Today, I went to Sears NY for the first time in almost a decade. I wanted to use up whatever Shop Your Way Rewards points I had left before the store closed for good.

A couple of posts ago, I mentioned that Sears’ bras were always on clearance because even though Kohl’s, Macy’s and J.C. Penney sell the same ones, no one wants to associate Sears with undergarments. Although the Intimates’ clearance section is no longer stuffed with merchandise the way it had been when I worked there, the prices have become absurdly low. A particular bra currently sold at Macy’s and J.C. Penney for $42 cost me $2.99 at Sears. If you need to stock up on female foundation garments, go to Sears while the getting’s good.

Pleased with my Intimates purchase, I decided to look around whatever the Misses department is officially called. (At Macy’s, it’s “Ready to Wear”.) I had picked up some cute clothes at Sears in the past; I loved the Apostrophe brand. Apostrophe must have become Metaphor at some point, or else Metaphor replaced Apostrophe. Either way, the dominant brand for younger women at Sears is now Simply Styled, which is the company’s attempt at fast fashion. Most of the Simply Styled tops on the sales floor were too low-cut for me to wear to work, but I tried on four or five that weren’t. Their quality wasn’t great but they looked pretty on their hangers and each one cost $12. Each one also looked terrible on me. They ran small, with no stretch to their scratchy fabrics. They also were cut in such a way that created a weird boxiness in the shoulders. Later I went to Target and bought three tops that were more flattering; the subtotal was $20. Poor Sears is trying so hard and still can’t get it right.

I didn’t browse the rest of the store. There may be some great deals in the handbags section but I don’t need one right now. Back when I worked at Sears, I made price tags for the Accessories department and through that, I found a red Relic purse that earned me a lot of compliments. I was loyal to the Relic brand until I bought a used Coach bag for $30 on eBay four years ago. (The purse is probably fake; it has an authentic serial number but it doesn’t have the trademark “Coach” ornament on the front. Either way, it’s very well made. Bravo to the counterfeiter.) I’m the type to own a single purse and use it until it’s beaten to death, so while I recommend scouring the handbags section based on my prior experience, I don’t know if it’s worth it.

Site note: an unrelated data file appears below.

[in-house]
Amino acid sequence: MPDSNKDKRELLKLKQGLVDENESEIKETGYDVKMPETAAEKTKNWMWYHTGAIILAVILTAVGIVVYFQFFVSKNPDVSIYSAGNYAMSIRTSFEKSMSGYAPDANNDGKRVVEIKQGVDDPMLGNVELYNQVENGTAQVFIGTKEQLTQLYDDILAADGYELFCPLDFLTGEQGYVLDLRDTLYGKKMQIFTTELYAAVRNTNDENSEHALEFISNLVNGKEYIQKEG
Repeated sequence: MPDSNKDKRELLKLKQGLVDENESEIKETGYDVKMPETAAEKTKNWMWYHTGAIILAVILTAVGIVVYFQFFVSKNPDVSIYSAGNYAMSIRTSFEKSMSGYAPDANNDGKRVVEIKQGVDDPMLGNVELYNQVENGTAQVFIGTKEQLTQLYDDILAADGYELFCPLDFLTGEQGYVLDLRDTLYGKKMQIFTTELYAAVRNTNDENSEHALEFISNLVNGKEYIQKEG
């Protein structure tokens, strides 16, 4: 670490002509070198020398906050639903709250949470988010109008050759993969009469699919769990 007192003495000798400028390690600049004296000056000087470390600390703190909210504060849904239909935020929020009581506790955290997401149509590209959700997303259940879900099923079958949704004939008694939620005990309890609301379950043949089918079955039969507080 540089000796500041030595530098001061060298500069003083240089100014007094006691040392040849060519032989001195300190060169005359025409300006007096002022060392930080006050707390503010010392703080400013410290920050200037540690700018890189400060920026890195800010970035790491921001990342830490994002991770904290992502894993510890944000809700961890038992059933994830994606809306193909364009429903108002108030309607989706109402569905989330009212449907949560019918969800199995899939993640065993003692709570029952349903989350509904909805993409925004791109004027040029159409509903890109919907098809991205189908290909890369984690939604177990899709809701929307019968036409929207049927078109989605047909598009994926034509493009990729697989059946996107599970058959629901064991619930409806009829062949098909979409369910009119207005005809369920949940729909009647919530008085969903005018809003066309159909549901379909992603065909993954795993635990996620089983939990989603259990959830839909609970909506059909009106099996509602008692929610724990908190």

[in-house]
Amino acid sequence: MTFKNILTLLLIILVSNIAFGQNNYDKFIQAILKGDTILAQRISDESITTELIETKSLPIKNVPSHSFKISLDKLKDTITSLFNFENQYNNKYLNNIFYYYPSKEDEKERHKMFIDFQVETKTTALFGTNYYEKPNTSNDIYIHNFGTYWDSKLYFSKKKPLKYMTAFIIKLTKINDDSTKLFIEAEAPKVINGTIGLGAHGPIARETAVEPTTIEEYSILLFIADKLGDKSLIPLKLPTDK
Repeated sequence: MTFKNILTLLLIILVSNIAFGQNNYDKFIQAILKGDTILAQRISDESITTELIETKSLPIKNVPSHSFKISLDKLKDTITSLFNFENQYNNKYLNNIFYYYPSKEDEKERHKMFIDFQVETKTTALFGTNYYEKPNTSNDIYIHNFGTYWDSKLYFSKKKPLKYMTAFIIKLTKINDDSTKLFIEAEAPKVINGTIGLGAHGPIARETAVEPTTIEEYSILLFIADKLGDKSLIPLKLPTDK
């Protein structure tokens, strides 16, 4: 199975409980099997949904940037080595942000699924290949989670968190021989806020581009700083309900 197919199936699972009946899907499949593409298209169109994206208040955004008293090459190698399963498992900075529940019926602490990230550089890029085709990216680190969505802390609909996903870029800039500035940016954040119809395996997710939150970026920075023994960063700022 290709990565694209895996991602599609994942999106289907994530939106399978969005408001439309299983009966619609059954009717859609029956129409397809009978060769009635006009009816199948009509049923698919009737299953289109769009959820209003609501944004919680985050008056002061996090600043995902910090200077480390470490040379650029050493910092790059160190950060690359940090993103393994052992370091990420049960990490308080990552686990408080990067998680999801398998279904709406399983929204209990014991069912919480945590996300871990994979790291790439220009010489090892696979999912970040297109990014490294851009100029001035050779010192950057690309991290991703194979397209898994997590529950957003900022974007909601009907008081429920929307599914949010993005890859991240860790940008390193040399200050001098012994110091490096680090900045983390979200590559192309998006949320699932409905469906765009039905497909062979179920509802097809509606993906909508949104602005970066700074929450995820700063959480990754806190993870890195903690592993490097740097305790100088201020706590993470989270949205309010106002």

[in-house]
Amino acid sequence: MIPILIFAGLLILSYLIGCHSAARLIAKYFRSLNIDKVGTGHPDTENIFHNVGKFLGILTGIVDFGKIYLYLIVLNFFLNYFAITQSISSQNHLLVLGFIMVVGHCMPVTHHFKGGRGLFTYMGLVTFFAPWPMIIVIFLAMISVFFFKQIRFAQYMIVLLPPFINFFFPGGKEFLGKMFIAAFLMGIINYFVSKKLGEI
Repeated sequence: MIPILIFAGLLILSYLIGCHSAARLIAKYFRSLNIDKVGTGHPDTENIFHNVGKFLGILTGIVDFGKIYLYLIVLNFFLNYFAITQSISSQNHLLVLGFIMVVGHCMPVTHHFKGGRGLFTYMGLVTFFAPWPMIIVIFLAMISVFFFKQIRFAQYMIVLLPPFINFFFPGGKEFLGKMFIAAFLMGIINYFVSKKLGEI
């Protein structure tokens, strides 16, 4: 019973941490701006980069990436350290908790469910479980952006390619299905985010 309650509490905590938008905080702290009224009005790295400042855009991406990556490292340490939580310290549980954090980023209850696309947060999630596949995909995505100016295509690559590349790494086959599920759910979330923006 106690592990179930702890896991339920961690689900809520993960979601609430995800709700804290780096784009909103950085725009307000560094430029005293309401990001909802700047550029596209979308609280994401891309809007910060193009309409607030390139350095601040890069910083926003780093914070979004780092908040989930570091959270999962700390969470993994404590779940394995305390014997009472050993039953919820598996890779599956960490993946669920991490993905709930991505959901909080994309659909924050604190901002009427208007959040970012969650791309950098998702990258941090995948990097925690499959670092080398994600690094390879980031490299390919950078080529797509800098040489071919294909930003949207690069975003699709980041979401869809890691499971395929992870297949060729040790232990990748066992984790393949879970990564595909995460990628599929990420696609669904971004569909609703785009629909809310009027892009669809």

The store looked great. The floors were clean and all the merchandise was perfectly in place. Every surface shone. It was exactly how a store should look, and that was the saddest thing about it. Macy’s may be in financial decline, but its rummage bin-like sales floor proves that people still shop there. We live in an age where a store’s scaled-down displays and perfectly folded fabrics mean only an elite few can afford to shop there. As the word “elite” has never been associated with Sears, its minimalism was clearly unintentional.

When I brought my purchases to the checkout, I mentioned to the cashier in conversation that I used to work there. That’s when she recognized me. She looked familiar, but I didn’t recognize her name. I felt guilty about it until she said I had changed a lot. I wear my hair the same way I did then, I dress the same and I’ve haven’t gained weight, so that could only mean I’ve noticeably aged in the last decade. Maybe I misheard her. Maybe she only said that to make me think she remembered me. Either way, the reality is that I am 10 years older than I was when I worked there. So is she. We’ve all changed in some way. I have to admit that even though I knew Sears wasn’t doing well back in 2007, I didn’t think its changes would be so dramatic.







How To Use Coupons

The coupon is one of the all-time best marketing strategies. It brings customers into a store, attracts them to certain products, saves them some money, then inspires them to spend the money the coupon saved them (or more) on other merchandise. Customers feel like they got away with something. Everyone wins.